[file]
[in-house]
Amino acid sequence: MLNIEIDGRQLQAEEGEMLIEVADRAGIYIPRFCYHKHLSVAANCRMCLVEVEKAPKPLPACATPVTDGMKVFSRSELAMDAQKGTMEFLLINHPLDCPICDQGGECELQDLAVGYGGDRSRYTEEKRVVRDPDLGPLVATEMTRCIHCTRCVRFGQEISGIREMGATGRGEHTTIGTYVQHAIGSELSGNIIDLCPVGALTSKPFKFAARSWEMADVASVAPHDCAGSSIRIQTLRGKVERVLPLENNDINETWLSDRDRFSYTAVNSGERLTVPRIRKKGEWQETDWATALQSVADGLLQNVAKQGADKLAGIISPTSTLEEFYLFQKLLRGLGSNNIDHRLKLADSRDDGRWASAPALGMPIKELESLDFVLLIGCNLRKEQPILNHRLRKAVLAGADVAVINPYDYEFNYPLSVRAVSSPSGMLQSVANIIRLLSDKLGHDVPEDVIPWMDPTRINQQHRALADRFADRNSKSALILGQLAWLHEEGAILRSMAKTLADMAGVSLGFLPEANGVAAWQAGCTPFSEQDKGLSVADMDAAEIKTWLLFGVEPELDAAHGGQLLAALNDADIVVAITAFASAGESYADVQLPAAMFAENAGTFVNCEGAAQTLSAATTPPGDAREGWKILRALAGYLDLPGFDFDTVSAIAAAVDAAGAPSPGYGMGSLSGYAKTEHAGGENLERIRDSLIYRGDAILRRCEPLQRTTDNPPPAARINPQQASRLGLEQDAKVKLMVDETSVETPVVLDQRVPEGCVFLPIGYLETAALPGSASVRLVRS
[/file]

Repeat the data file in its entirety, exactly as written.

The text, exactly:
[in-house]
Amino acid sequence: MLNIEIDGRQLQAEEGEMLIEVADRAGIYIPRFCYHKHLSVAANCRMCLVEVEKAPKPLPACATPVTDGMKVFSRSELAMDAQKGTMEFLLINHPLDCPICDQGGECELQDLAVGYGGDRSRYTEEKRVVRDPDLGPLVATEMTRCIHCTRCVRFGQEISGIREMGATGRGEHTTIGTYVQHAIGSELSGNIIDLCPVGALTSKPFKFAARSWEMADVASVAPHDCAGSSIRIQTLRGKVERVLPLENNDINETWLSDRDRFSYTAVNSGERLTVPRIRKKGEWQETDWATALQSVADGLLQNVAKQGADKLAGIISPTSTLEEFYLFQKLLRGLGSNNIDHRLKLADSRDDGRWASAPALGMPIKELESLDFVLLIGCNLRKEQPILNHRLRKAVLAGADVAVINPYDYEFNYPLSVRAVSSPSGMLQSVANIIRLLSDKLGHDVPEDVIPWMDPTRINQQHRALADRFADRNSKSALILGQLAWLHEEGAILRSMAKTLADMAGVSLGFLPEANGVAAWQAGCTPFSEQDKGLSVADMDAAEIKTWLLFGVEPELDAAHGGQLLAALNDADIVVAITAFASAGESYADVQLPAAMFAENAGTFVNCEGAAQTLSAATTPPGDAREGWKILRALAGYLDLPGFDFDTVSAIAAAVDAAGAPSPGYGMGSLSGYAKTEHAGGENLERIRDSLIYRGDAILRRCEPLQRTTDNPPPAARINPQQASRLGLEQDAKVKLMVDETSVETPVVLDQRVPEGCVFLPIGYLETAALPGSASVRLVRS